Seniors' night

Ncaa Tournament Maryland 71, Utah 56

In their Comcast Center finale, Coleman and Toliver lead Terps to Sweet 16

March 25, 2009|By Camille Powell | Camille Powell,The Washington Post

COLLEGE PARK - The Maryland women's basketball team officially honored the careers of its two standout seniors nearly a month ago, when Marissa Coleman and Kristi Toliver had their jerseys raised to the arena rafters in a ceremony after their last regular-season home game. But Tuesday night's NCAA second-round contest against ninth seed Utah was actually their last game at Comcast Center, and the Terrapins' dominating 71-56 victory was a far more fitting send-off.

Coleman scored 18 points and grabbed a career-high 18 rebounds, and Toliver had 17 points and four assists. With 2:38 remaining, Toliver and Coleman were taken out of the game and walked off the court as the 10,065 announced fans stood and cheered. Each player paused to hug coach Brenda Frese and then slapped the hands of her teammates on the bench. In their four years at Maryland, the Terrapins were 65-3 at Comcast and won their last 36 home games.

"I won't lie: I got a little emotional," Toliver said. "I didn't want it to end. I knew that was the last time we'd be playing in front of the best fans in the country. ... It's too bad that it's over, but it's a great feeling knowing that we still have games left to be played."

No. 1 seed Maryland (30-4) will play No. 4 Vanderbilt (26-8) in the South Regional semifinals in Raleigh's RBC Center on Saturday afternoon. Maryland met the Commodores in the regional semifinals last year as well and came away with an 80-66 victory.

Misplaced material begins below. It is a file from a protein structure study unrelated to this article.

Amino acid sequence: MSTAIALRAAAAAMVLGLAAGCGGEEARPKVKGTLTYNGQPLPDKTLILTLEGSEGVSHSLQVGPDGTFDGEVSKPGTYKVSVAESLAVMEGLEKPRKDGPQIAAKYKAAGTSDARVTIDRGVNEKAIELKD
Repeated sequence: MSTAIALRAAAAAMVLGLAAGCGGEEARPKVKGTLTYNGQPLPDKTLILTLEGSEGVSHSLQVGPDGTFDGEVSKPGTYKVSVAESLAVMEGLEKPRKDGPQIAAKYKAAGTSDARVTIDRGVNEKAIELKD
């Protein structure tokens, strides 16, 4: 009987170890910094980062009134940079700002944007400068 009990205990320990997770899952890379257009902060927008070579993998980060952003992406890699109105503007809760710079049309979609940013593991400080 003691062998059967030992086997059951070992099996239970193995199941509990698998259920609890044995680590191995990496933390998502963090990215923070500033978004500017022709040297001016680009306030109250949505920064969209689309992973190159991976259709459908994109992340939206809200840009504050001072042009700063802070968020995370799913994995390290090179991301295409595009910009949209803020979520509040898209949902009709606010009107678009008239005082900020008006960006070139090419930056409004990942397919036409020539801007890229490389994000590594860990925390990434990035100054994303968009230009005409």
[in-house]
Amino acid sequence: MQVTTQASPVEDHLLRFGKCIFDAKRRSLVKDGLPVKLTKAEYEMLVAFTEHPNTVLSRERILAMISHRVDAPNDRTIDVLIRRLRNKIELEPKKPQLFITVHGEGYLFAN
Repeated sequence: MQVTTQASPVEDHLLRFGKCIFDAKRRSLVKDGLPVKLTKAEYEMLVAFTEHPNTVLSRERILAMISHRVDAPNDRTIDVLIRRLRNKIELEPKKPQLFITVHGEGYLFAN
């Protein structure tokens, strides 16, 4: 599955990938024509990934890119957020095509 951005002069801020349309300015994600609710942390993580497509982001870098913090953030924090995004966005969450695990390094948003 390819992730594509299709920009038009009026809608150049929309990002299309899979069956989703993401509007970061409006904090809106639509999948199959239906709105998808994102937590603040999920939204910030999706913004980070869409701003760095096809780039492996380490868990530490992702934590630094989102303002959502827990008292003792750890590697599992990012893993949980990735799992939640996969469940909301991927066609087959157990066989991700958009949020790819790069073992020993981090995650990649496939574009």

The first three days of the tournament had been defined, in part, by its surprises: Tennessee's first first-round loss, North Carolina's earliest exit since 2004, and Notre Dame's and Iowa's home losses to lower-seeded teams. But the Terps were determined to avoid that fate, and that was reflected in the way they dominated the glass; they had 30 more rebounds than Utah. Maryland had more offensive rebounds (25) than the Utes had total rebounds (24).

Junior Dee Liles set a career high with 17 rebounds (nine offensive) and added 12 points.

"Coming into the game, Dee and I talked, and we said that we were going to grab every board," Coleman said. "That's the mentality we took into the game. I think Dee and I, we thrive when we're getting rebounds."

The Utes (23-10), however, were the more aggressive team for the first four minutes of the game, grabbing rebounds - two on their first offensive possession - and confidently hitting open shots. After senior guard Morgan Warburton, the Mountain West Player of the Year, converted two free throws with 14:24 left in the first half, Utah led 15-8.

Coleman sparked the comeback: Every time she grabbed a rebound, she immediately started Maryland's fast break. She scored six straight points off an array of jumpers - despite being closely guarded by Utah junior Kalee Whipple (24 points) - during one stretch to turn a four-point deficit into a two-point lead that the Terrapins never relinquished.

"It's so much fun when you can walk into a locker room, you can walk out onto the court today for shootaround, and they're ready to play," Frese said of her two seniors. "When they're ready to play, the team's ready to play. It's a peaceful mind-set as a coaching staff. When you get nervous about an upcoming opponent, you know you have two of the best seniors in the country that are going to continue to help lead this team. ... They have done so many special things for this program."


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